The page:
BTC Now: Week #25
The On-chain BTC Weekly Forecast: Week #25/2022
Long-term Outlook - Sentiment: Bullish - The probability that a BTC supply shock will occur in future market cycles grows as investors move to store more coins in cold storage and self-custody wallets. Addresses with newly-acquired Bitcoin (or a fraction of a BTC) continue its’ two-year trend as the Bitcoin Network grows to over 42 million wallets. On-chain data reveals that 35% of Bitcoin’s circulating supply has matured into the 1-2 year HODL waves, a significant indicator of conviction and the expectation of future price appreciation.
Mid-term Outlook - Sentiment: Neutral - Mid-term market structures remain unclear even as more coins move out of exchanges, a change in behaviour from last month after sharp sell-offs occurred, triggered by negative events in the cryptocurrency industry and the macroenvironment. Spent Outputs reflect a deeply bearish sentiment in the short term, with MVRV Z-Score signalling a potential bottom. MVRV Z-Score has been a reliable bottom indicator marking the last four bear markets.
Short-term Outlook - Sentiment: Neutral - Futures Open Interest has sunk to levels not seen since December 2020, dropping $5B in the last two weeks and over $17B since November 2021. Currently, BTC investors are increasing their use of leverage and crypto to bolster their positions. During bull markets, this behaviour can indicate high levels of conviction and confidence in the market.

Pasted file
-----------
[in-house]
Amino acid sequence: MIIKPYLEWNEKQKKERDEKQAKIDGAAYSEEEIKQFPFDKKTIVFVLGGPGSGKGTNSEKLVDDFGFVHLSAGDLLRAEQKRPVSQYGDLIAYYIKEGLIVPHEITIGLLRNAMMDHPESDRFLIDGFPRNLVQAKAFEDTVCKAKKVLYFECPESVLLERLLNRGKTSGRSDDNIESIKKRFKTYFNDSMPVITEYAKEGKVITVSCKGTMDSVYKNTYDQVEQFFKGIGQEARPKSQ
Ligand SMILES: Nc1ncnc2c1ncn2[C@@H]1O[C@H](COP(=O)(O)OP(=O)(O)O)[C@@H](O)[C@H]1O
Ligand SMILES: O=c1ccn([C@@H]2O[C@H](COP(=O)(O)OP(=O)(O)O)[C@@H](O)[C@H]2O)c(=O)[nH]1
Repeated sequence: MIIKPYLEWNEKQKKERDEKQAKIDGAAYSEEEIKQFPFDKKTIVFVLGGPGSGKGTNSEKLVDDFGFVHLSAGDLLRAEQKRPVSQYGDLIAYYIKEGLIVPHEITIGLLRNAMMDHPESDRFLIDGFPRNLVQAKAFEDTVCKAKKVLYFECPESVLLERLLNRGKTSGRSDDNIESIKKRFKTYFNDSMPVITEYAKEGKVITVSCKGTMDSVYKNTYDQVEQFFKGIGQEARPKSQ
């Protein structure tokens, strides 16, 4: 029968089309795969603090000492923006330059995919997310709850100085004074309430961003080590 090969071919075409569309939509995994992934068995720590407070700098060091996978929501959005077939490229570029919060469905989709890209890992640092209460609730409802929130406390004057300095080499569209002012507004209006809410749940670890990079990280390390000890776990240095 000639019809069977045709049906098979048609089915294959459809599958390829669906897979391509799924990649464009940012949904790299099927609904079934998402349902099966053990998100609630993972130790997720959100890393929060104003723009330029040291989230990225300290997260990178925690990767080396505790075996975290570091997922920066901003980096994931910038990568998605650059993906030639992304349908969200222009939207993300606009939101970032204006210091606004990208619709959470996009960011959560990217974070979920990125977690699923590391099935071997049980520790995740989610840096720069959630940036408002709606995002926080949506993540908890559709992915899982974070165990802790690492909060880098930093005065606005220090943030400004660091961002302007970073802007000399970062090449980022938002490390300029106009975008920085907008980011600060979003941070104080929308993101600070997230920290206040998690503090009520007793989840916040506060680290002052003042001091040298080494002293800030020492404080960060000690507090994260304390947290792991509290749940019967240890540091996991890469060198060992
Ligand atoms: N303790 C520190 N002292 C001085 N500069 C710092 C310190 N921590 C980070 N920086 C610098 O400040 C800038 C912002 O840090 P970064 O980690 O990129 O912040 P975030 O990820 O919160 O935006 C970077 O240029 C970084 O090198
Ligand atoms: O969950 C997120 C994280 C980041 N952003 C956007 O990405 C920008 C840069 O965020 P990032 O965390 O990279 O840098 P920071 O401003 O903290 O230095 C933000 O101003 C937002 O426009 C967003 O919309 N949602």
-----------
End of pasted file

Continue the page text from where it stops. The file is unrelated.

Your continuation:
Long-term Outlook - Sentiment: Bullish
Long time horizons favour strength
This publication uses two approaches to form its short-, mid-, and long-term outlook for the Bitcoin Protocol. The first approach is based solely on on-chain data; the Bitcoin market is objectively evaluated using a number of indicators to explore the fundamentals of the network. Key Performance Indicators (KPIs) such as user retention and growth, supply and demand dynamics, miner hash rates, and exchange balances are just a few of the hundreds of data points that are explored and vetted. The second approach is formed through a philosophical belief that digital assets will continue to grow in value for the foreseeable future and that Bitcoin will remain the market leader for all cryptocurrencies. This analysis is ongoing and more subjective relying on a solid and pervasive understanding of technology adoption formed through decades of experience as technology investors. This perspective, combined with a macro-financial view of the market provides context and a narrative for the on-chain analysis. Based on these two approaches it is clear that until there is a paradigmatic shift in the cryptocurrency market, BTC will continue to be the frontrunner in the world’s cryptocurrency markets and maintain a bullish long-term outlook.
BTC Supply Shock grows with more illiquid coins
In any market, price is derived from the interplay between supply and demand dynamics–expressed on various time horizons. This is particularly true for Bitcoin. On-chain analysis, therefore, places careful consideration on a concept coined “Supply Shock.” A supply shock is a phenomenon arising from increased demand for an asset countered by a dwindling or restricted supply. The question for Bitcoin is that if more and more coins purchased today are being held for future bull markets, should investors expect price appreciation in the long run? Yes, if demand remains stable and more so if it increases. Current markets validate this sentiment. There is a strong cohort of buyers that continues to buy regardless of market conditions.
Supply Shock = unavailable supply / available supply